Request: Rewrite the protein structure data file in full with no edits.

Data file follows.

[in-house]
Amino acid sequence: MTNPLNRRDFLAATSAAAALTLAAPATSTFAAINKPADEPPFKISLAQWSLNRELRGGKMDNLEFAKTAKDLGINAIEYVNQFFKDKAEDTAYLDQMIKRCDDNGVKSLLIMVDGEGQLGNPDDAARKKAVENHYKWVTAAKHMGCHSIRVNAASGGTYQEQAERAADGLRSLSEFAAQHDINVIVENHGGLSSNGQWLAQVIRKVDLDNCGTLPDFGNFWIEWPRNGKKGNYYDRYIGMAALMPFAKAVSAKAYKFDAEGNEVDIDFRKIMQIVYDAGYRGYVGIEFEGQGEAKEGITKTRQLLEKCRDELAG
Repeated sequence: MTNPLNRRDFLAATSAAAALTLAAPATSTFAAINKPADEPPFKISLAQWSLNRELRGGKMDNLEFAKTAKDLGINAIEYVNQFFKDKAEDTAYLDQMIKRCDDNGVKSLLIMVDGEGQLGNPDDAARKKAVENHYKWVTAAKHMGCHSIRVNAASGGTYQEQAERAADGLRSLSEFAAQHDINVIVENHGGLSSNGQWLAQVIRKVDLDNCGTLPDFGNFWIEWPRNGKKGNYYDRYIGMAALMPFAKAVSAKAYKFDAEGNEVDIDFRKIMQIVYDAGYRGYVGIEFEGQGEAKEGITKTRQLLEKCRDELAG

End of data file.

[in-house]
Amino acid sequence: MTNPLNRRDFLAATSAAAALTLAAPATSTFAAINKPADEPPFKISLAQWSLNRELRGGKMDNLEFAKTAKDLGINAIEYVNQFFKDKAEDTAYLDQMIKRCDDNGVKSLLIMVDGEGQLGNPDDAARKKAVENHYKWVTAAKHMGCHSIRVNAASGGTYQEQAERAADGLRSLSEFAAQHDINVIVENHGGLSSNGQWLAQVIRKVDLDNCGTLPDFGNFWIEWPRNGKKGNYYDRYIGMAALMPFAKAVSAKAYKFDAEGNEVDIDFRKIMQIVYDAGYRGYVGIEFEGQGEAKEGITKTRQLLEKCRDELAG
Repeated sequence: MTNPLNRRDFLAATSAAAALTLAAPATSTFAAINKPADEPPFKISLAQWSLNRELRGGKMDNLEFAKTAKDLGINAIEYVNQFFKDKAEDTAYLDQMIKRCDDNGVKSLLIMVDGEGQLGNPDDAARKKAVENHYKWVTAAKHMGCHSIRVNAASGGTYQEQAERAADGLRSLSEFAAQHDINVIVENHGGLSSNGQWLAQVIRKVDLDNCGTLPDFGNFWIEWPRNGKKGNYYDRYIGMAALMPFAKAVSAKAYKFDAEGNEVDIDFRKIMQIVYDAGYRGYVGIEFEGQGEAKEGITKTRQLLEKCRDELAG